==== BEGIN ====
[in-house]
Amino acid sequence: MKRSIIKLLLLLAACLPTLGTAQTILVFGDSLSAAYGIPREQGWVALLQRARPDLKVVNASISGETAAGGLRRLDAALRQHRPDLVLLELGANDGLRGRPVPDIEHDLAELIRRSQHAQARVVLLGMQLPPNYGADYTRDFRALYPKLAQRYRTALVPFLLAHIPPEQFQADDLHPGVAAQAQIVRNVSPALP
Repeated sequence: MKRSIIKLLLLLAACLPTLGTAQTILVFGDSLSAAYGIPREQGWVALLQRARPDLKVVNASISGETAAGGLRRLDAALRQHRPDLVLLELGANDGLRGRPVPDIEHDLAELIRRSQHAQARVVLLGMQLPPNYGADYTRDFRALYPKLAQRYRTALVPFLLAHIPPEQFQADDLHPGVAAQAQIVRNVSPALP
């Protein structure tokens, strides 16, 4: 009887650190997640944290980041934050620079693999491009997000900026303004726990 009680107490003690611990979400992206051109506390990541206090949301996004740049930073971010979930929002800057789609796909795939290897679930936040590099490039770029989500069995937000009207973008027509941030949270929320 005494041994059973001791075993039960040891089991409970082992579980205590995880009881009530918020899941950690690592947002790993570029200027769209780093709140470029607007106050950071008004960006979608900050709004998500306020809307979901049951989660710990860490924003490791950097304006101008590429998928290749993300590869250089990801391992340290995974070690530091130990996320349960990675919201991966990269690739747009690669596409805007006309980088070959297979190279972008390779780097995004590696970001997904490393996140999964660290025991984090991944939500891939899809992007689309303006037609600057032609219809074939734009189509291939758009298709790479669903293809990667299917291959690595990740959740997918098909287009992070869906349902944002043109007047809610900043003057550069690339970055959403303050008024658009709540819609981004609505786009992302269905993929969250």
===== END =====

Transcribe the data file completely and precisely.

[in-house]
Amino acid sequence: MKRSIIKLLLLLAACLPTLGTAQTILVFGDSLSAAYGIPREQGWVALLQRARPDLKVVNASISGETAAGGLRRLDAALRQHRPDLVLLELGANDGLRGRPVPDIEHDLAELIRRSQHAQARVVLLGMQLPPNYGADYTRDFRALYPKLAQRYRTALVPFLLAHIPPEQFQADDLHPGVAAQAQIVRNVSPALP
Repeated sequence: MKRSIIKLLLLLAACLPTLGTAQTILVFGDSLSAAYGIPREQGWVALLQRARPDLKVVNASISGETAAGGLRRLDAALRQHRPDLVLLELGANDGLRGRPVPDIEHDLAELIRRSQHAQARVVLLGMQLPPNYGADYTRDFRALYPKLAQRYRTALVPFLLAHIPPEQFQADDLHPGVAAQAQIVRNVSPALP
């Protein structure tokens, strides 16, 4: 009887650190997640944290980041934050620079693999491009997000900026303004726990 009680107490003690611990979400992206051109506390990541206090949301996004740049930073971010979930929002800057789609796909795939290897679930936040590099490039770029989500069995937000009207973008027509941030949270929320 005494041994059973001791075993039960040891089991409970082992579980205590995880009881009530918020899941950690690592947002790993570029200027769209780093709140470029607007106050950071008004960006979608900050709004998500306020809307979901049951989660710990860490924003490791950097304006101008590429998928290749993300590869250089990801391992340290995974070690530091130990996320349960990675919201991966990269690739747009690669596409805007006309980088070959297979190279972008390779780097995004590696970001997904490393996140999964660290025991984090991944939500891939899809992007689309303006037609600057032609219809074939734009189509291939758009298709790479669903293809990667299917291959690595990740959740997918098909287009992070869906349902944002043109007047809610900043003057550069690339970055959403303050008024658009709540819609981004609505786009992302269905993929969250």